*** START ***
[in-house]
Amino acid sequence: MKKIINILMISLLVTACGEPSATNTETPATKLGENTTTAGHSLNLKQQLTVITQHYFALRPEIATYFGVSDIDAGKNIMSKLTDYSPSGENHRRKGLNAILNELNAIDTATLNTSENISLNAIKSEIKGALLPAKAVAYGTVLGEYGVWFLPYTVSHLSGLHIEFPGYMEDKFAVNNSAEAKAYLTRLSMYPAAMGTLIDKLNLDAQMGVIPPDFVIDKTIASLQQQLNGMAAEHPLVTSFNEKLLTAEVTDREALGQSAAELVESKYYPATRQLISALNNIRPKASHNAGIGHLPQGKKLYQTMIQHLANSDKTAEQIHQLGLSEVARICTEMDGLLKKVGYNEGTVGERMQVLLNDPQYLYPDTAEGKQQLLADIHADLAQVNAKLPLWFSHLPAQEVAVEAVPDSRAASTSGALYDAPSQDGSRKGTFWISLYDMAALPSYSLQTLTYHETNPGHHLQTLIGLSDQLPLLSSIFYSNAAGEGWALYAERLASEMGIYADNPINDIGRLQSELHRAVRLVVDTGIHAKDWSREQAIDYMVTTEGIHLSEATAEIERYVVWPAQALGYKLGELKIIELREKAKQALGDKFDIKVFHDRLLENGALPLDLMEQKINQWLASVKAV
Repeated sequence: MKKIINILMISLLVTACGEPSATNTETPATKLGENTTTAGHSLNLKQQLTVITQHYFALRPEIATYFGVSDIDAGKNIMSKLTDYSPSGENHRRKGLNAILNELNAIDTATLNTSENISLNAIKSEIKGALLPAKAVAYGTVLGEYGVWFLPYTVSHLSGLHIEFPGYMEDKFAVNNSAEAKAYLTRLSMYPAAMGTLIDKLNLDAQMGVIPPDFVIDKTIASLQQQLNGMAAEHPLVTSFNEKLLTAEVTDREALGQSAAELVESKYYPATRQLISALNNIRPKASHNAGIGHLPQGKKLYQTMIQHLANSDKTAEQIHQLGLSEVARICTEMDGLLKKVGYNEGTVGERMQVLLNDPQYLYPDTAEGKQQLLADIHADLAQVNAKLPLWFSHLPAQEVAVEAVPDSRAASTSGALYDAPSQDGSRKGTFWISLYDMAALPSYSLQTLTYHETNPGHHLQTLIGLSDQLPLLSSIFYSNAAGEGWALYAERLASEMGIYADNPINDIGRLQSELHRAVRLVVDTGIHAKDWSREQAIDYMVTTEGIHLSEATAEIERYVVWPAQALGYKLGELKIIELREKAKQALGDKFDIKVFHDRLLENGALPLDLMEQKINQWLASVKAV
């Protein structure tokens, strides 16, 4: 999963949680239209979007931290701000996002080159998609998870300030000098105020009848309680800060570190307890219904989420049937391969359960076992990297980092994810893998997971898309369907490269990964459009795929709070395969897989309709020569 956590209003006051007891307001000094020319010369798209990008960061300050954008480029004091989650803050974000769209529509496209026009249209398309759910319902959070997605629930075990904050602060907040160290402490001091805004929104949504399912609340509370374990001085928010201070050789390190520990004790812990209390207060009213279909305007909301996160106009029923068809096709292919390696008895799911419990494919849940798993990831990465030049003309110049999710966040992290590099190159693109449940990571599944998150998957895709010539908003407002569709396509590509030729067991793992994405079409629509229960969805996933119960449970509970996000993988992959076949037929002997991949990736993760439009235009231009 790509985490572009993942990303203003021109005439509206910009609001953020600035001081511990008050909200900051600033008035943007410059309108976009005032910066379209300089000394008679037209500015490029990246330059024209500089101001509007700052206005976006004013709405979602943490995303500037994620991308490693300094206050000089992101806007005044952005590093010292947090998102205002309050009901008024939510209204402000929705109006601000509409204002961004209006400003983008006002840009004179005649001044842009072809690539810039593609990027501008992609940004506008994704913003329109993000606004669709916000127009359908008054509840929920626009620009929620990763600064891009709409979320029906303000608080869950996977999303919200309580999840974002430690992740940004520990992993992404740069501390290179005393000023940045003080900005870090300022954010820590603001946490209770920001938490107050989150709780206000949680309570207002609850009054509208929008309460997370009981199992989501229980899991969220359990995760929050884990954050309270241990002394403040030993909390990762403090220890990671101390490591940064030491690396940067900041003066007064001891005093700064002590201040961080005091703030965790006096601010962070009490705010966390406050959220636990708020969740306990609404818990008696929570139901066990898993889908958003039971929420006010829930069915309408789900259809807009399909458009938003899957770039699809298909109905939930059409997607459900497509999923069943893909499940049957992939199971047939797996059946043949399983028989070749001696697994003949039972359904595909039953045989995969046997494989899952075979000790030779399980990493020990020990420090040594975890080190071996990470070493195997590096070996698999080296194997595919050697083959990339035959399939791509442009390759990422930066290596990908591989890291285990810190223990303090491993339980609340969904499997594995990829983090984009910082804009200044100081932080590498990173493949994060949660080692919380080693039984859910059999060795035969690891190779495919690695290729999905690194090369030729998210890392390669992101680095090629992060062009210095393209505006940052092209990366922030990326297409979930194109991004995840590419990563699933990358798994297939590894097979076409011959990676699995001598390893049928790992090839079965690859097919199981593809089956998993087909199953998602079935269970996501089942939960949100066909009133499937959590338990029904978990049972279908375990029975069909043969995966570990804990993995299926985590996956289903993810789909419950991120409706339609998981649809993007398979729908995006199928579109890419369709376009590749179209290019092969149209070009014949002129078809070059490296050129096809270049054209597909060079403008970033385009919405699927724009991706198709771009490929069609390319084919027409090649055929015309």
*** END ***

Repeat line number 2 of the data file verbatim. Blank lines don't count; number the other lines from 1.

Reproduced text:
Amino acid sequence: MKKIINILMISLLVTACGEPSATNTETPATKLGENTTTAGHSLNLKQQLTVITQHYFALRPEIATYFGVSDIDAGKNIMSKLTDYSPSGENHRRKGLNAILNELNAIDTATLNTSENISLNAIKSEIKGALLPAKAVAYGTVLGEYGVWFLPYTVSHLSGLHIEFPGYMEDKFAVNNSAEAKAYLTRLSMYPAAMGTLIDKLNLDAQMGVIPPDFVIDKTIASLQQQLNGMAAEHPLVTSFNEKLLTAEVTDREALGQSAAELVESKYYPATRQLISALNNIRPKASHNAGIGHLPQGKKLYQTMIQHLANSDKTAEQIHQLGLSEVARICTEMDGLLKKVGYNEGTVGERMQVLLNDPQYLYPDTAEGKQQLLADIHADLAQVNAKLPLWFSHLPAQEVAVEAVPDSRAASTSGALYDAPSQDGSRKGTFWISLYDMAALPSYSLQTLTYHETNPGHHLQTLIGLSDQLPLLSSIFYSNAAGEGWALYAERLASEMGIYADNPINDIGRLQSELHRAVRLVVDTGIHAKDWSREQAIDYMVTTEGIHLSEATAEIERYVVWPAQALGYKLGELKIIELREKAKQALGDKFDIKVFHDRLLENGALPLDLMEQKINQWLASVKAV